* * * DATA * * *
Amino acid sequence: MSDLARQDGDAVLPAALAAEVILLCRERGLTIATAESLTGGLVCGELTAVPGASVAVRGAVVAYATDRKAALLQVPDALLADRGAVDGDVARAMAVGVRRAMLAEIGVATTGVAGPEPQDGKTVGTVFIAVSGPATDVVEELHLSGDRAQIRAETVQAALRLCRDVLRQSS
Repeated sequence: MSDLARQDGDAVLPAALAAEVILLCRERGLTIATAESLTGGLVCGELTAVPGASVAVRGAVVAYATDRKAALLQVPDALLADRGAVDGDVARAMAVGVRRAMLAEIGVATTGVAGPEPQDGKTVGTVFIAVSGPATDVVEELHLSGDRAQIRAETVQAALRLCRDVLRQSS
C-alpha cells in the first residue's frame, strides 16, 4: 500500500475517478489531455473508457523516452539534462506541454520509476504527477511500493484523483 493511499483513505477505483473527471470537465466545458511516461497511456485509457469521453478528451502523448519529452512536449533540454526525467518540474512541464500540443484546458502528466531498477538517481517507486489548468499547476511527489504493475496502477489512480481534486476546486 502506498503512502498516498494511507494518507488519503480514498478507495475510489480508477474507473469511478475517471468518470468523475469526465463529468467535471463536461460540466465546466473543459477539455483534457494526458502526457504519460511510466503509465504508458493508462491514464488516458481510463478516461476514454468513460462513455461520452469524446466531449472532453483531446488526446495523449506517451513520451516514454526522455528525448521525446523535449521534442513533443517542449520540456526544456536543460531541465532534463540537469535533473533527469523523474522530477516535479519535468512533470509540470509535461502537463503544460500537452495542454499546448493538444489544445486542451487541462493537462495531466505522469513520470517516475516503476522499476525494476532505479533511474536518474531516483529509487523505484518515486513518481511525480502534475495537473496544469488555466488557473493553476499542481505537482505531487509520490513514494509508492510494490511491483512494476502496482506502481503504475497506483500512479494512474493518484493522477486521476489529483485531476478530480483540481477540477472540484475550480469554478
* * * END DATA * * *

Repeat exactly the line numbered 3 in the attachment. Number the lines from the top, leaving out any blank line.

C-alpha cells in the first residue's frame, strides 16, 4: 500500500475517478489531455473508457523516452539534462506541454520509476504527477511500493484523483 493511499483513505477505483473527471470537465466545458511516461497511456485509457469521453478528451502523448519529452512536449533540454526525467518540474512541464500540443484546458502528466531498477538517481517507486489548468499547476511527489504493475496502477489512480481534486476546486 502506498503512502498516498494511507494518507488519503480514498478507495475510489480508477474507473469511478475517471468518470468523475469526465463529468467535471463536461460540466465546466473543459477539455483534457494526458502526457504519460511510466503509465504508458493508462491514464488516458481510463478516461476514454468513460462513455461520452469524446466531449472532453483531446488526446495523449506517451513520451516514454526522455528525448521525446523535449521534442513533443517542449520540456526544456536543460531541465532534463540537469535533473533527469523523474522530477516535479519535468512533470509540470509535461502537463503544460500537452495542454499546448493538444489544445486542451487541462493537462495531466505522469513520470517516475516503476522499476525494476532505479533511474536518474531516483529509487523505484518515486513518481511525480502534475495537473496544469488555466488557473493553476499542481505537482505531487509520490513514494509508492510494490511491483512494476502496482506502481503504475497506483500512479494512474493518484493522477486521476489529483485531476478530480483540481477540477472540484475550480469554478